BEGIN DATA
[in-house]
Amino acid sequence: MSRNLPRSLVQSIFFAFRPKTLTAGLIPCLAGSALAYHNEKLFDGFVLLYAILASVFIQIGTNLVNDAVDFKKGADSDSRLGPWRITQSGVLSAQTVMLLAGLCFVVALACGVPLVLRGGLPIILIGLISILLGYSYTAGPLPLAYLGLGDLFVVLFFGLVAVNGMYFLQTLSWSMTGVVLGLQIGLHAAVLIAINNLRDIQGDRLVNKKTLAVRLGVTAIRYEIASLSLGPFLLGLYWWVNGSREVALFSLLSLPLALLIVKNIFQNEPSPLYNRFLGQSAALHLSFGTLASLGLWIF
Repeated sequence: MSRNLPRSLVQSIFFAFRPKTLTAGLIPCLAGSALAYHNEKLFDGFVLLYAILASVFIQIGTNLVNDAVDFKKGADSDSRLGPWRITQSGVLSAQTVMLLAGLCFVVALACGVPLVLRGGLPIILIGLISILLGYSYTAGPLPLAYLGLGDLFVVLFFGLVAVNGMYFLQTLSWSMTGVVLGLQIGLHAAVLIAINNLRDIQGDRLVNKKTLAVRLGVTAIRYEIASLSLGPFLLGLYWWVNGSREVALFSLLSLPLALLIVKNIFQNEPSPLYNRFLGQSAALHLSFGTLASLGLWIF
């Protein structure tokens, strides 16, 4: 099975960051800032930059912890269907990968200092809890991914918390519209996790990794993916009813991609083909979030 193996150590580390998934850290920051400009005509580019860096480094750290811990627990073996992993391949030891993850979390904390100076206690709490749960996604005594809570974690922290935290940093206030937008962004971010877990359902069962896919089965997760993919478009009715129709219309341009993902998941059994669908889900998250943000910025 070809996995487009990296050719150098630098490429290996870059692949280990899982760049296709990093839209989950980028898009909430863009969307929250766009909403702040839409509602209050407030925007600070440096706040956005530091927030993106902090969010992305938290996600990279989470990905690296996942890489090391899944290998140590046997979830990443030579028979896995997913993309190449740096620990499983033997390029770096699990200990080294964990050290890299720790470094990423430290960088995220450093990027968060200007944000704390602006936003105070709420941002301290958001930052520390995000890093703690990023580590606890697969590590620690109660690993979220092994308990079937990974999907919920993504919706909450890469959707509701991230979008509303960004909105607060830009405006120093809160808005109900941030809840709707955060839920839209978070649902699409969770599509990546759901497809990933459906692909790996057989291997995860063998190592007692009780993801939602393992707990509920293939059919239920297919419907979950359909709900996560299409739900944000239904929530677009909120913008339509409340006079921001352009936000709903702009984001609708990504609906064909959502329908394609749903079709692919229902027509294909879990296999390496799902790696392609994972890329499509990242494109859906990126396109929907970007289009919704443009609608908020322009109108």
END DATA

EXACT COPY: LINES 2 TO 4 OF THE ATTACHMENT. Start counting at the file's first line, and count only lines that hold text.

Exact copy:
Amino acid sequence: MSRNLPRSLVQSIFFAFRPKTLTAGLIPCLAGSALAYHNEKLFDGFVLLYAILASVFIQIGTNLVNDAVDFKKGADSDSRLGPWRITQSGVLSAQTVMLLAGLCFVVALACGVPLVLRGGLPIILIGLISILLGYSYTAGPLPLAYLGLGDLFVVLFFGLVAVNGMYFLQTLSWSMTGVVLGLQIGLHAAVLIAINNLRDIQGDRLVNKKTLAVRLGVTAIRYEIASLSLGPFLLGLYWWVNGSREVALFSLLSLPLALLIVKNIFQNEPSPLYNRFLGQSAALHLSFGTLASLGLWIF
Repeated sequence: MSRNLPRSLVQSIFFAFRPKTLTAGLIPCLAGSALAYHNEKLFDGFVLLYAILASVFIQIGTNLVNDAVDFKKGADSDSRLGPWRITQSGVLSAQTVMLLAGLCFVVALACGVPLVLRGGLPIILIGLISILLGYSYTAGPLPLAYLGLGDLFVVLFFGLVAVNGMYFLQTLSWSMTGVVLGLQIGLHAAVLIAINNLRDIQGDRLVNKKTLAVRLGVTAIRYEIASLSLGPFLLGLYWWVNGSREVALFSLLSLPLALLIVKNIFQNEPSPLYNRFLGQSAALHLSFGTLASLGLWIF
């Protein structure tokens, strides 16, 4: 099975960051800032930059912890269907990968200092809890991914918390519209996790990794993916009813991609083909979030 193996150590580390998934850290920051400009005509580019860096480094750290811990627990073996992993391949030891993850979390904390100076206690709490749960996604005594809570974690922290935290940093206030937008962004971010877990359902069962896919089965997760993919478009009715129709219309341009993902998941059994669908889900998250943000910025 070809996995487009990296050719150098630098490429290996870059692949280990899982760049296709990093839209989950980028898009909430863009969307929250766009909403702040839409509602209050407030925007600070440096706040956005530091927030993106902090969010992305938290996600990279989470990905690296996942890489090391899944290998140590046997979830990443030579028979896995997913993309190449740096620990499983033997390029770096699990200990080294964990050290890299720790470094990423430290960088995220450093990027968060200007944000704390602006936003105070709420941002301290958001930052520390995000890093703690990023580590606890697969590590620690109660690993979220092994308990079937990974999907919920993504919706909450890469959707509701991230979008509303960004909105607060830009405006120093809160808005109900941030809840709707955060839920839209978070649902699409969770599509990546759901497809990933459906692909790996057989291997995860063998190592007692009780993801939602393992707990509920293939059919239920297919419907979950359909709900996560299409739900944000239904929530677009909120913008339509409340006079921001352009936000709903702009984001609708990504609906064909959502329908394609749903079709692919229902027509294909879990296999390496799902790696392609994972890329499509990242494109859906990126396109929907970007289009919704443009609608908020322009109108």